Everett Chiropractic Center Blog

April 16, 2018

Finally, the media is saying it, and it is true…

Some would say that if the national, mainstream, media say it, it must be true.

Others would say that if the mainstream media said it, it can’t be true.

Well, there is a middle ground. Sometimes, some of what the mainstream media says is somewhat true. This article highlights the media, finally, giving some coverage of a national disgrace, a crime actually. But all of that is old news if you have been reading this Blog (search the main topics, or words from the article, here by using the Search box, and you will find many, many Posts covering these very same issues – going back 13 years).

Advertisements

April 2, 2018

“You have ruined me for using other Chiropractors.”

The words of a patient on Friday.

Nice to know.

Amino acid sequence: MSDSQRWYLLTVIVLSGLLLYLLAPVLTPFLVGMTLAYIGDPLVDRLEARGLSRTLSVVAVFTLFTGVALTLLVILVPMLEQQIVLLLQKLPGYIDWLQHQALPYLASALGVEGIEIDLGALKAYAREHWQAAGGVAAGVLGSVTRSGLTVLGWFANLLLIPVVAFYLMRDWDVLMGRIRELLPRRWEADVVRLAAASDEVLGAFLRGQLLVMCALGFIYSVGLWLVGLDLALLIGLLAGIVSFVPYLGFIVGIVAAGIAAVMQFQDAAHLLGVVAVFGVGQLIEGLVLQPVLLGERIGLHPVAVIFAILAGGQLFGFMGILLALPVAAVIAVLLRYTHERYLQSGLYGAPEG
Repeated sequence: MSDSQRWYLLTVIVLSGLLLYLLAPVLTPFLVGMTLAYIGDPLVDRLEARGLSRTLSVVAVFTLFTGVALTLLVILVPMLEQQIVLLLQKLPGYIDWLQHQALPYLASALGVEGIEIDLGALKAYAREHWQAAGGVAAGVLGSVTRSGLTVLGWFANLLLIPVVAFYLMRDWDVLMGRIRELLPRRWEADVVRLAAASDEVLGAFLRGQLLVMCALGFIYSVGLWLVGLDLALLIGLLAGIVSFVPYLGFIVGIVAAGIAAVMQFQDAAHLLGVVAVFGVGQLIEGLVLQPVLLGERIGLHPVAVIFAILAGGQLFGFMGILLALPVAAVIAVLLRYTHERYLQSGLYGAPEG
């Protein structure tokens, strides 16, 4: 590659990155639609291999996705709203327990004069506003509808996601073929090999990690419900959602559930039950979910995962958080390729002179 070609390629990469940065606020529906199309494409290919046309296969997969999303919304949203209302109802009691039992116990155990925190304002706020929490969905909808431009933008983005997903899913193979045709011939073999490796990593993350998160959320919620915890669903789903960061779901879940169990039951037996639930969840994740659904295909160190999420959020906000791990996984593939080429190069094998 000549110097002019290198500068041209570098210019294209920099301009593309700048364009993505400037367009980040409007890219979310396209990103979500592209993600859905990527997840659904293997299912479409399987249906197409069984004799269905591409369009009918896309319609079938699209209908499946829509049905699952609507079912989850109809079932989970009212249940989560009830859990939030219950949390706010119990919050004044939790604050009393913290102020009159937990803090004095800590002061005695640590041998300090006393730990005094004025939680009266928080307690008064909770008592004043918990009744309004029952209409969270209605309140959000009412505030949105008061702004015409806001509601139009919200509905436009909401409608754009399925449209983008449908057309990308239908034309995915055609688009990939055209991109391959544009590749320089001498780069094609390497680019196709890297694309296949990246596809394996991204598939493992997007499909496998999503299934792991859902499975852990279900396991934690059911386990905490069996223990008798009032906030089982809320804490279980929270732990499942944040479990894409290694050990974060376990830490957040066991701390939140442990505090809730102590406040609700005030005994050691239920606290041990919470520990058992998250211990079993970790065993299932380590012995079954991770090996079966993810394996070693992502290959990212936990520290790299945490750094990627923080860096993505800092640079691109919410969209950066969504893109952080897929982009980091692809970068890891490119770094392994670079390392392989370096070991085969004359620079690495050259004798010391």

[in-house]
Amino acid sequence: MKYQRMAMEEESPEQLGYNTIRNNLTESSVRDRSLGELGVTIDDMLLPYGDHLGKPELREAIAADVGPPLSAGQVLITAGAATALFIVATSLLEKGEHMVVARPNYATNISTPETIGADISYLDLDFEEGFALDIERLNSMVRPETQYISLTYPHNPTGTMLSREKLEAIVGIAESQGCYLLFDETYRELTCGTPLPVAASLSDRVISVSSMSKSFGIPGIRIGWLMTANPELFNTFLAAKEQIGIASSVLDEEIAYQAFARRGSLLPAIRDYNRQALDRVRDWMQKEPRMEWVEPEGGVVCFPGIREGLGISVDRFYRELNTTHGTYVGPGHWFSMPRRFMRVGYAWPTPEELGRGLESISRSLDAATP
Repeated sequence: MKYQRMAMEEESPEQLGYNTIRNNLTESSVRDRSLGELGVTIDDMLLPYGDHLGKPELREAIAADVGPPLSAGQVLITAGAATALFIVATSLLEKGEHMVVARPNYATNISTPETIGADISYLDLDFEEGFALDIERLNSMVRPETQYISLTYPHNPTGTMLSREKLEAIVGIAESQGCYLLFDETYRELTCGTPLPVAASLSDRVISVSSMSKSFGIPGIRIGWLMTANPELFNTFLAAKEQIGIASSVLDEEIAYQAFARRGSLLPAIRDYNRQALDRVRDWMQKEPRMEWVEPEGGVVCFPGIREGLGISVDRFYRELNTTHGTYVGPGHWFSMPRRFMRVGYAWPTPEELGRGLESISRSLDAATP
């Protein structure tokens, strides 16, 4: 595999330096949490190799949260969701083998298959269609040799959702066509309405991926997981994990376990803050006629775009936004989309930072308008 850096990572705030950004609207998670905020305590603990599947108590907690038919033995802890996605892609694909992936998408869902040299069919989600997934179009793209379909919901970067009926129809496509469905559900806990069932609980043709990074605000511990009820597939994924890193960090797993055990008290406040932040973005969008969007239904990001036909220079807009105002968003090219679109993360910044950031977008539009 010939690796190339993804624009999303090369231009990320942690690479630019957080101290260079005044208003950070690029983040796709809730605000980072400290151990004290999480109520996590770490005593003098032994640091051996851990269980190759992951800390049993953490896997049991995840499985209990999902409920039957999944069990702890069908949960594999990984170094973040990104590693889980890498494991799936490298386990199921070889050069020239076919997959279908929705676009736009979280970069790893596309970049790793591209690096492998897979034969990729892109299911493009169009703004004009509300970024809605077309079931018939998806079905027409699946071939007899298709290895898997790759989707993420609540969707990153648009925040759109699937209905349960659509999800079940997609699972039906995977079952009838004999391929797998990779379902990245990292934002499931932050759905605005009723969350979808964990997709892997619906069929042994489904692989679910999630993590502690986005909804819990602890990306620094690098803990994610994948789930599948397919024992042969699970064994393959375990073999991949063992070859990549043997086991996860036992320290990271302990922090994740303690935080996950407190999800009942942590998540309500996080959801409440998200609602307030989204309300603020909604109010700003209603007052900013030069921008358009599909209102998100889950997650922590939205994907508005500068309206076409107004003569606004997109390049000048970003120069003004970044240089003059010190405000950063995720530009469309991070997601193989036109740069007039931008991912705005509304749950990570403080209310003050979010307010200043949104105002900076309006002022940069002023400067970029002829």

February 3, 2018

The Opioid Crisis: Who Is/Is Not Guided By The Guidelines?

As far back as 1994, spinal manipulation has been a leading approach for managing low back pain in national care guidelines, and chiropractic care was the only approach that was also noted to improve function. (AHCPR Clinical Guideline #14: Acute Low Back Pain for Adults)

The 2017 American College of Physicians guidelines continued to point to spinal manipulation as a preferred initial non-drug therapy selection for chronic low back pain, along with other chiropractic services such as exercise, mindfulness, and low-laser therapy. (Annual of Internal Medicine; February 24, 2017)

So what percent of medical providers recommend spinal manipulation? Two. (OPTUM Insurance Study 2012 (retrospective review of 16,000,000 musculoskeletal cases)

“259 MILLION opioid painkiller prescriptions were written in 2012 – enough for one bottle for every adult in the U.S. 2016 data suggests that opioid problem is WORSENING, not improving.” (Centers for Disease Control; https://www.cdc.gov/vitalsigns/opioid-prescribing)

January 30, 2018

What is the leading cause of death for adults under age 50 in America?

It isn’t too much chiropractic care…